By JAMEY KEATEN and MATTHEW LEE
GENEVA (AP) — The United States and Russia agreed Thursday to press ahead with arms control and related strategic security talks despite significant differences between the two sides.
In high-level discussions in Geneva, senior U.S. and Russian diplomats signed off on setting up two working groups to pursue potential accords related to nuclear weapons and other global threats: the Working Group on Principles and Objectives for Future Arms Control and the Working Group on Capabilities and Actions with Strategic Effects.
A senior U.S. official described the second meeting of the U.S.-Russia Strategic Stability Dialogue since President Joe Biden took office as having been “intensive and substantive” and “detailed and dynamic” but offered no specifics. A joint statement from the two sides said the talks were part of an “integrated, deliberate, and robust process.”
Beyond those platitudes, however, there were no tangible developments from Thursday’s meeting other than an agreement to hold additional high-level discussions after the working groups meet. And, no dates were announced for the working group meetings.
The two sides were represented by U.S. Deputy Secretary of State Wendy Sherman and Russian Deputy Foreign Minister Sergey Ryabkov.
They are split by a variety of issues ranging from the nuclear to the cyber realms with the Americans still fuming over what they say has been Russian interference in U.S. and European elections, computer hacking, Moscow’s role in unrest in Ukraine and Georgia, and the poisoning of Russian dissidents.
The U.S. official said, though, that Thursday’s talks focused on the larger picture, particularly arms control since the Trump administration withdrew from two treaties with Russia and had been prepared to allow a third — New START — to lapse before Biden took office and decided to extend it.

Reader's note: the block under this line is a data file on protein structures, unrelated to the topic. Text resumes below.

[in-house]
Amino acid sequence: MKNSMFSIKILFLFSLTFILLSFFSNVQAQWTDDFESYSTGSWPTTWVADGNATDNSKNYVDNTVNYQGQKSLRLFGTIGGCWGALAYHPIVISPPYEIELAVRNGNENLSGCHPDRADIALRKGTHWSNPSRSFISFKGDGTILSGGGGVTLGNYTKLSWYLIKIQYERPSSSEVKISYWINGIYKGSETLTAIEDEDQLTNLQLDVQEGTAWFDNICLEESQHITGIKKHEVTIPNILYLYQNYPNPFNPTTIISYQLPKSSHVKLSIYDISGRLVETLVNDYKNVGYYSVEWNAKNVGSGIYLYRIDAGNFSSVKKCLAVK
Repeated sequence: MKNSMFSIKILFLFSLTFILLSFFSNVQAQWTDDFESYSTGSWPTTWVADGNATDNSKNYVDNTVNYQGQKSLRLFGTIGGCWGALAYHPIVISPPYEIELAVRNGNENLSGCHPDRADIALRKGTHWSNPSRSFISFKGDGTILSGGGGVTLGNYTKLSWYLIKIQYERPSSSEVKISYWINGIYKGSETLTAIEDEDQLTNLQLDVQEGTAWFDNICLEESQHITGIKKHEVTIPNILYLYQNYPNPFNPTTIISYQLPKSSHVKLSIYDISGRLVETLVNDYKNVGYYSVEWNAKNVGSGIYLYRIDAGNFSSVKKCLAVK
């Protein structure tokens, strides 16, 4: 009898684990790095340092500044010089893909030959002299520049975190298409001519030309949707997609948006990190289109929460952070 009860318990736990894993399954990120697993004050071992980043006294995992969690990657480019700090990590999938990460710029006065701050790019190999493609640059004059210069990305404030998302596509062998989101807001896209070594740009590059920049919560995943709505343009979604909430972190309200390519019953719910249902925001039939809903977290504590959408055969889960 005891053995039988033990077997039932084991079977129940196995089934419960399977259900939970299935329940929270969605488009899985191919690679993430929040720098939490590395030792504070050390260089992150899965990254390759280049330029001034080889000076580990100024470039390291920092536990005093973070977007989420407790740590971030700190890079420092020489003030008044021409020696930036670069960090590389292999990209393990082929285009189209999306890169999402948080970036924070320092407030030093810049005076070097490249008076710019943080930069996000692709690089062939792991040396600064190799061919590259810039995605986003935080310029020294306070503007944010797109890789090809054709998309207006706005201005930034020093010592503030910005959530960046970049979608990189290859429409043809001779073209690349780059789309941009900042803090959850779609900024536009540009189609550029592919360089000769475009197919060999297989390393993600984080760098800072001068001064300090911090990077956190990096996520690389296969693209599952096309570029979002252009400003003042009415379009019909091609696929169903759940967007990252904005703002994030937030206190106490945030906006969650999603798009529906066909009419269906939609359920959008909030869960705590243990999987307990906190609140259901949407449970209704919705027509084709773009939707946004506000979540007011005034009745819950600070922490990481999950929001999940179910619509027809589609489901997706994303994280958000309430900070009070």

A key hurdle in the talks has been Russia’s demand that the U.S. stop resisting limits on its missile defenses, which the Russians view as a long-term threat and the Americans see as a deterrent to war. At the same time, the U.S. has since the Trump administration been demanding that China be included in any future arms control agreements. China has rejected the calls.
For their part, the Russians have long insisted there can be no strategic stability without limits on defensive as well as offensive weapons. Russia has left no doubt that it will insist that missile defense be part of a future arms control arrangement.
The Biden administration wants Moscow to agree to limit its so-called non-strategic nuclear weapons, which are not covered by New START. Some arms control experts think this presents the possibility of a tradeoff — negotiations covering missile defenses as well as non-strategic weapons.